Big data: An overview

Big data: An overview

Summary: Data is being generated about the activities of people and inanimate objects on a massive and increasing scale. We examine how much data is involved, how much might be useful, what tools and techniques are available to analyse it, and whether businesses are actually getting to grips with big data.

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Big data: definitions and applications

Big data is commonly characterised by three vectors — volume, variety and velocity. Volume clearly refers to the sheer amount of data; variety refers to its 'polystructured' nature (i.e. a mixture of structured, semi-structured and unstructured data such as text, audio and video); and velocity refers to the rate at which it is generated and analysed (which in some applications needs to be in real time, or near real-time). Big data is not generally amenable to analysis in traditional SQL-queried relational database management systems (RDBMSs), which are primarily designed to handle smaller and more predictable flows of structured data. In particular, performance can suffer as the size or user population of an RDBMS grows. A variety of scalable database tools and techniques have therefore evolved, Apache's open-source Hadoop distributed data processing system (which includes the HBase database and Hive data warehouse system) being the best-known solution. A related set of non-relational databases go under the NoSQL banner, leading examples being Dynamo DB (Amazon), MongoDB, Neo4j, Couchbase and Cassandra (Apache).

bd-hadoop-logo
Hadoop: the elephant in the Big Data room

There is also a relatively new job description, that of the data scientist, whose role is to orchestrate often disparate big data sources, perform analyses using the most appropriate tools, and present the results in digestible form (as dashboards, for example), to decision-makers. Data scientists are currently in short supply, however — a skills gap that leaves many organisations with few options other than to pay expensive consultancy rates or remain data-rich but information-poor. Consequently, there is much activity and interest in the area of 'self-service' big data analysis tools that can be used by non-specialists, and in converging the two strands of the database world: internet-centric Hadoop/NoSQL and enterprise-centric SQL/RDBMS.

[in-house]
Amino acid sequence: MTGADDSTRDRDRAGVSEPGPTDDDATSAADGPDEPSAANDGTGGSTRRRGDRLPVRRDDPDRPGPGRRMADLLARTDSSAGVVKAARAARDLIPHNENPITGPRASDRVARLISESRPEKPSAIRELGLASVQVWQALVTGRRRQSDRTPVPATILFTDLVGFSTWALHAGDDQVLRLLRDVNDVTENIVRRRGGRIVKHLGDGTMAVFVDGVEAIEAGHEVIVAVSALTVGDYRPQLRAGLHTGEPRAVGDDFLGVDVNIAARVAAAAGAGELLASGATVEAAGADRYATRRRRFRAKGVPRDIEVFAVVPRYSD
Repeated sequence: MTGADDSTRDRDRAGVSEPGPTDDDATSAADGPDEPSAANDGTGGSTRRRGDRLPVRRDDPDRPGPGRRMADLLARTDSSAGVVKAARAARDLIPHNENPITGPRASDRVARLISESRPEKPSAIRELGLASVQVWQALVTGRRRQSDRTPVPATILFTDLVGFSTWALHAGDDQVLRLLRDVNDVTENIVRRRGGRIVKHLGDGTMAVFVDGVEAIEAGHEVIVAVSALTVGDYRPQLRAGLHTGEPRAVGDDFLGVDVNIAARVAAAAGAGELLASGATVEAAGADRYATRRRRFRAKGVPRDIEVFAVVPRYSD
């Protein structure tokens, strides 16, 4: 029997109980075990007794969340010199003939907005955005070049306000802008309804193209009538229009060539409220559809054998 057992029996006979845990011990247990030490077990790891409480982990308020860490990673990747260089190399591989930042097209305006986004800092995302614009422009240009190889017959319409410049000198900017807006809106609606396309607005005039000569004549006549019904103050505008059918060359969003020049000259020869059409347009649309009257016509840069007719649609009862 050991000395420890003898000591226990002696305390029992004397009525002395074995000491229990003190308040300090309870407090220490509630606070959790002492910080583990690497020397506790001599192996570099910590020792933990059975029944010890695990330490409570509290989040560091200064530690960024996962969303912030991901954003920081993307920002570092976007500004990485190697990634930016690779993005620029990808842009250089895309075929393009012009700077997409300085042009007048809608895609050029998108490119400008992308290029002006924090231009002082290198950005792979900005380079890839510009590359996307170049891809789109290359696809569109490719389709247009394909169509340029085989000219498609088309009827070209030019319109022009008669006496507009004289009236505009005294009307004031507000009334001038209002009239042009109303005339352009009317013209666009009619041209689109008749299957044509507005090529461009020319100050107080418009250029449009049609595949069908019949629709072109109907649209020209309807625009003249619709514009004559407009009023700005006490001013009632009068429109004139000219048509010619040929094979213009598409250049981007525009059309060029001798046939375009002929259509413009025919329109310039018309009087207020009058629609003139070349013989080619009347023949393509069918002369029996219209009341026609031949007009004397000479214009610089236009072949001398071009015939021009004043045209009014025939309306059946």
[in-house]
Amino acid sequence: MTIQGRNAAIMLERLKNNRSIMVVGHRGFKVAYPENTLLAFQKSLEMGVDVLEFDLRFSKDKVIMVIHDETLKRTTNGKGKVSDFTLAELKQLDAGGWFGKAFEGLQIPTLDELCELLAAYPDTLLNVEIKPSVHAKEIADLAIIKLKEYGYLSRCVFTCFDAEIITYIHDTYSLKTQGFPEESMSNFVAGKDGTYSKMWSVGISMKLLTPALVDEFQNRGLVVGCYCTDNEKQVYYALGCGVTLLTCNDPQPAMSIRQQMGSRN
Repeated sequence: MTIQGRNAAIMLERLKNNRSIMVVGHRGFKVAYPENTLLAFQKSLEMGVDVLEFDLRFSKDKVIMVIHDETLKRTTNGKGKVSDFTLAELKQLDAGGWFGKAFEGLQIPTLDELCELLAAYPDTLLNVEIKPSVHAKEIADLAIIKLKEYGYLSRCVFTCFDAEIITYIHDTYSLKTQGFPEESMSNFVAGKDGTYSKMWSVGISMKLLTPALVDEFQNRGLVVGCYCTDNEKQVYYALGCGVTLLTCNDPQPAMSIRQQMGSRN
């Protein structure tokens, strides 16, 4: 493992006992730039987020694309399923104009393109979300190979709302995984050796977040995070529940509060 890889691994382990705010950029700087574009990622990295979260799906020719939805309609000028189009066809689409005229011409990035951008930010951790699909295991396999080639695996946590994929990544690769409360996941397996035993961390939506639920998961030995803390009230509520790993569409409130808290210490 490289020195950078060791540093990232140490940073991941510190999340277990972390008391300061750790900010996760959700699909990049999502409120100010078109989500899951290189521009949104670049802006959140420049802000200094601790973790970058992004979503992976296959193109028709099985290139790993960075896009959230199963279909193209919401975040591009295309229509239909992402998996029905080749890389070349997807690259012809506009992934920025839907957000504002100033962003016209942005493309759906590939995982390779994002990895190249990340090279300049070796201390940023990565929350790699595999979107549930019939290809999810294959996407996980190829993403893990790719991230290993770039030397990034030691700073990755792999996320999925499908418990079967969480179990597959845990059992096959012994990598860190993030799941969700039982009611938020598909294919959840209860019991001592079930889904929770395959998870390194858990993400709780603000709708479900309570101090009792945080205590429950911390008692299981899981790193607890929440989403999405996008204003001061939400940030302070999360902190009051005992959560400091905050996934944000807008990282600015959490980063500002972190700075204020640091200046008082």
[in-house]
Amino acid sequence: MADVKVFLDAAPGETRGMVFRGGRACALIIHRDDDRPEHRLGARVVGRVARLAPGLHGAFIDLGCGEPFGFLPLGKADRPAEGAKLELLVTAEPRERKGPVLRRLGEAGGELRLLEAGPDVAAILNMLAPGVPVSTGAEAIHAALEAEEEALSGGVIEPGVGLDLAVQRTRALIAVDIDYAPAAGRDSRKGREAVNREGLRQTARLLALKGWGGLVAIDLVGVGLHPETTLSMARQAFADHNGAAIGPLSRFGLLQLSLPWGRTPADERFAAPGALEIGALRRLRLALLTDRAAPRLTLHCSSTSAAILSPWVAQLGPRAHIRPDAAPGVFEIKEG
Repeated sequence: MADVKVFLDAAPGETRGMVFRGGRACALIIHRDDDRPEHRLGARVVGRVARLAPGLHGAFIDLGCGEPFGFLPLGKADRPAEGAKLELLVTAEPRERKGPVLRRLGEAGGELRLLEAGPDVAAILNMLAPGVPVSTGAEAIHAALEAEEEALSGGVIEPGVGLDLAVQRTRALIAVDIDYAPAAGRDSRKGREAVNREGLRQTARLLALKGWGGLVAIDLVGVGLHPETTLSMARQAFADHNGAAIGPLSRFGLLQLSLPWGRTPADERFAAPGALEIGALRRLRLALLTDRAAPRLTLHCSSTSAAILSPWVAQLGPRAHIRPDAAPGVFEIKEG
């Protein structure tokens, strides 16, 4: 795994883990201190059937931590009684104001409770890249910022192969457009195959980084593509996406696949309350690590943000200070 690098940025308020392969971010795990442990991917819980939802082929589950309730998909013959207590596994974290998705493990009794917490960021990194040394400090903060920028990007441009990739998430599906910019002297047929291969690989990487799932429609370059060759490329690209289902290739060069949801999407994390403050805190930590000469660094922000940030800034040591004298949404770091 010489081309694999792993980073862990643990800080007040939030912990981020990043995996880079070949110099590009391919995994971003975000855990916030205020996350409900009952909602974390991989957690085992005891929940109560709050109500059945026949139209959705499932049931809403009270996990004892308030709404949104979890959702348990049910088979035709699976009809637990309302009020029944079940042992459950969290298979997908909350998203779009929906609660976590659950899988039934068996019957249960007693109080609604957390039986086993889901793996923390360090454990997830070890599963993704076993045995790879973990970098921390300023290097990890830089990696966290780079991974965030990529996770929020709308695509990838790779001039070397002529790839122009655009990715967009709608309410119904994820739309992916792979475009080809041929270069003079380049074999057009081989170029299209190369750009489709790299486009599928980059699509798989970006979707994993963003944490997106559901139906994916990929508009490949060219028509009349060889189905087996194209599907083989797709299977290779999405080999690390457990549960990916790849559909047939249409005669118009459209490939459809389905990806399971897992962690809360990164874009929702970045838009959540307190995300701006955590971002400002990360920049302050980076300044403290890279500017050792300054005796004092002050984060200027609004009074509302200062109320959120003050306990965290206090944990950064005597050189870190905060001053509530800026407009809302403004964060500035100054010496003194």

There are myriad kinds of big data that could deliver value if properly orchestrated. In the EMC/IDC study mentioned earlier, four classes are highlighted in addition to traditional transactional data in enterprise data warehouses: surveillance footage (useful in crime, retail and military applications, for example); data from embedded and medical devices (for real-time epidemiological studies, for example); information from entertainment and social media (mining the wisdom — or otherwise — of the crowds on multiple topics); and consumer images (if tagged and analysed when uploaded to public websites). To these we would add the increasing amounts of data generated by all manner of sensors in the fast-developing Internet of Things.

Big data in business today

If, as IDC and EMC estimate, there are millions of terabytes of usable data available for big data analysis today, has it actually become part of the everyday fabric of business? A recent survey from Steria's Business Intelligence Maturity Audit (biMA), entitled Are European Companies Ready for Big Data?, gives a clue as to the current state of play in Europe.

When asked about the biggest business intelligence (BI) challenges facing them, respondents ranked big-data-related issues — pertaining to data velocity, volume and variety (shaded red, below) — the lowest:

bd-idc-emc-challenges
Source: Steria/biMA, 2013. Survey period: Nov 2012-Jan 2013 • Participants: 668 • Countries: Germany/Austria/Switzerland (47%), France (18%), Great Britain (13%), Scandinavia (10%), Poland (8%) • Industries: IT (22%), manufacturing (18%), public sector (13%) • Company size (employees): <250 (27%), 251-2,500 (28%), 2,501-10,000 (23%), >10,000 (23%)

Note that third in the list of challenges is 'internal competencies insufficient': that's a skills gap in the well-established field of business intelligence, not to mention the relatively new and less familiar area of big data analytics.

The BI data volumes in Steria's survey also suggest a low prevalence of big data activity, with only 16 percent of companies reporting volumes of more than 50TB in their analytical databases: